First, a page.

The work, led by researchers from the universities of Hull and York, in the United Kingdom, analysed more than 50 studies produced between 2014 and 2020 to assess the levels of micro plastics contamination in the world in fish, crustaceans and molluscs. According to the meta-analysis, molluscs have 0-10.5 micro plastics per gram, crustaceans 0.1-8.6 and fish 0-2.9.
Molluscs collected off the coast of Asia are the most contaminated, indicating that this area is the most polluted by plastic in the world. "Micro plastics have been found in a number of organs, such as intestines and liver. Molluscs like oysters, mussels and scallops are eaten whole, while larger fish are only a part," said one of the authors of the paper, quoted in a statement from York University Evangelos Danopoulos.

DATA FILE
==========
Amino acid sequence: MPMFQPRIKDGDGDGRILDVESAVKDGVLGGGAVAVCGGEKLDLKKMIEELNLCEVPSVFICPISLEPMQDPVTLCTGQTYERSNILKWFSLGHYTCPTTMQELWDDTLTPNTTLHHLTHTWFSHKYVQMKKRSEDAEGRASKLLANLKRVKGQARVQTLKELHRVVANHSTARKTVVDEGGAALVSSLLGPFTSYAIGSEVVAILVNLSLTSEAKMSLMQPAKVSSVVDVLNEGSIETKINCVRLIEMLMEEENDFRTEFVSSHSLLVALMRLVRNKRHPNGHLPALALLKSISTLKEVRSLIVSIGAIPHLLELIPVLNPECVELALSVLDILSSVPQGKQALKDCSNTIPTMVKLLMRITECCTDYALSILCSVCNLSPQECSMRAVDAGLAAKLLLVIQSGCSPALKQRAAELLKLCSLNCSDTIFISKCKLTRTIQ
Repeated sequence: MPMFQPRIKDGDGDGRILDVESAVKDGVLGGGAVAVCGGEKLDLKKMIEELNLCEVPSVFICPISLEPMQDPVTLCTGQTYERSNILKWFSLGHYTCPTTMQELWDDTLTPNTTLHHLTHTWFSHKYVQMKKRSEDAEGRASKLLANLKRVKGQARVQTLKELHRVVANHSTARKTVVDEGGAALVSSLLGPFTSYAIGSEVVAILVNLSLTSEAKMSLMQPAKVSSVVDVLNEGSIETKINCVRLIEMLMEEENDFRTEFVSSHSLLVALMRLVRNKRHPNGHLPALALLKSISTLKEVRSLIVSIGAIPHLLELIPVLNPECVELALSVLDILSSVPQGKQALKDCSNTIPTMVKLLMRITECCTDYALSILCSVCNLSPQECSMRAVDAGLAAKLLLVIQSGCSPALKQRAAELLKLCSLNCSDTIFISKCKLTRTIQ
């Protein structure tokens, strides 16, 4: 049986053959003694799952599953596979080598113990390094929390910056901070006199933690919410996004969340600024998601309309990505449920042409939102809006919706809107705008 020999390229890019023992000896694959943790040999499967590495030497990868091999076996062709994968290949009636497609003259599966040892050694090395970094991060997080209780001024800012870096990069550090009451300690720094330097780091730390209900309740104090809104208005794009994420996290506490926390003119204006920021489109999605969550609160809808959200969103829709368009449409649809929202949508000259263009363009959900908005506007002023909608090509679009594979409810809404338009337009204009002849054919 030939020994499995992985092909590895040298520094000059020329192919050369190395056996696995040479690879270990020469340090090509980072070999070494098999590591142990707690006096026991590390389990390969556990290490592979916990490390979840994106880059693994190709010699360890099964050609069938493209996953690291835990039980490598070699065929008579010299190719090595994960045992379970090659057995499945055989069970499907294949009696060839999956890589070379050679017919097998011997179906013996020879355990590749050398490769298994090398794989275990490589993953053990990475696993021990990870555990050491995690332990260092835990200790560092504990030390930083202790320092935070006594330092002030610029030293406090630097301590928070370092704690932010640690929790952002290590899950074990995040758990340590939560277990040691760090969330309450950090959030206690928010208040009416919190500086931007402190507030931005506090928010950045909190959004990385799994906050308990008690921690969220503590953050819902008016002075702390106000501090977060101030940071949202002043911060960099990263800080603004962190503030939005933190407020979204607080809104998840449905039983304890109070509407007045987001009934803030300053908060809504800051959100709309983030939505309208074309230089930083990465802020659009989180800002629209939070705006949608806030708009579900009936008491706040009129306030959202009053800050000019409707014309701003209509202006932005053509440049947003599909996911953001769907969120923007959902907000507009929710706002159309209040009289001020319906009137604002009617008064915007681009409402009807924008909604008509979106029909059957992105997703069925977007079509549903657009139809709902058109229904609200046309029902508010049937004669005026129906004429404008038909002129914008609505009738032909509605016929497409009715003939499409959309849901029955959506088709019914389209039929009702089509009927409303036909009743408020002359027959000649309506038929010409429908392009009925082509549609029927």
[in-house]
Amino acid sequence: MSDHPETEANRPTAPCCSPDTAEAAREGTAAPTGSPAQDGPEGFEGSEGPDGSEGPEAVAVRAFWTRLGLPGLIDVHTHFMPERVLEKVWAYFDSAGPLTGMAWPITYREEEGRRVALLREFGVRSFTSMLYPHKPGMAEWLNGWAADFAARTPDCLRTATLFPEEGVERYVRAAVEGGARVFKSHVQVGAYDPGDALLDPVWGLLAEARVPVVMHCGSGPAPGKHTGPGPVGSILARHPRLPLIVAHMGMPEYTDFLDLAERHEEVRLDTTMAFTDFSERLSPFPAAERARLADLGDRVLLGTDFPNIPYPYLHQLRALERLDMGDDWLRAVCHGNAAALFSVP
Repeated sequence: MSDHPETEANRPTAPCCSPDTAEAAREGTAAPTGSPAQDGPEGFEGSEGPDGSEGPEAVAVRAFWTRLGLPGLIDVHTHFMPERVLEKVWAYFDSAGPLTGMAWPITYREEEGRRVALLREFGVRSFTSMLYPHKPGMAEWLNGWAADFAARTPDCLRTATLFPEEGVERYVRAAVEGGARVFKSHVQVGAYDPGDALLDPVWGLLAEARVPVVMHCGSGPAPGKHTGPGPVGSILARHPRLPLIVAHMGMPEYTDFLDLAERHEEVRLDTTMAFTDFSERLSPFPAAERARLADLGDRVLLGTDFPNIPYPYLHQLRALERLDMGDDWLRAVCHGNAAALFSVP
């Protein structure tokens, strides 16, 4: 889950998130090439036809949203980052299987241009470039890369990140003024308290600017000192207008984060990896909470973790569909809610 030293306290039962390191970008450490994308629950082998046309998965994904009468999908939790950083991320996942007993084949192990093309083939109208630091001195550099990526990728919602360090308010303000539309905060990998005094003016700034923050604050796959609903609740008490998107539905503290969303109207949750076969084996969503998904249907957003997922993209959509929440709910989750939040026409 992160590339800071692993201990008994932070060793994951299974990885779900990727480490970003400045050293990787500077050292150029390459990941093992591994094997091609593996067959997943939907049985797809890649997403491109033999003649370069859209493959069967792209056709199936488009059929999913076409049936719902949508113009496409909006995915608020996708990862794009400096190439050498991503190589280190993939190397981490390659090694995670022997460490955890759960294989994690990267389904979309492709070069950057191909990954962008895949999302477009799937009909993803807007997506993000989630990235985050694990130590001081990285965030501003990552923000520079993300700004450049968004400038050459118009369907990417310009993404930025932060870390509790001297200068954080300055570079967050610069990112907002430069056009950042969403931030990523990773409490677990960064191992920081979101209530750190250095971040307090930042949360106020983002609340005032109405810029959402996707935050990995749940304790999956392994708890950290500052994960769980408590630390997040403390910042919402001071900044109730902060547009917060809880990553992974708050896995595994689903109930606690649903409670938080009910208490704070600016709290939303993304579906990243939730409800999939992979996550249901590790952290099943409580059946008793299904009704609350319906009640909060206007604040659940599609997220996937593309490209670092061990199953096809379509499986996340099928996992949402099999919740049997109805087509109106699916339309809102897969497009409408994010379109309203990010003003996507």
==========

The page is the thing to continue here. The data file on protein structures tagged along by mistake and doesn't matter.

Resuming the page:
According to the researcher, a fundamental step to understand the impact of marine pollution by microplastics (tiny particles of plastic waste) on human health, still unknown, is to know what concentrations are ingested by people when they consume molluscs, crustaceans or fish . "We can start by checking the amount of fish, molluscs and crustaceans consumed and measuring the amount of micro plastics in these species", pointed out Evangelos Danopoulos.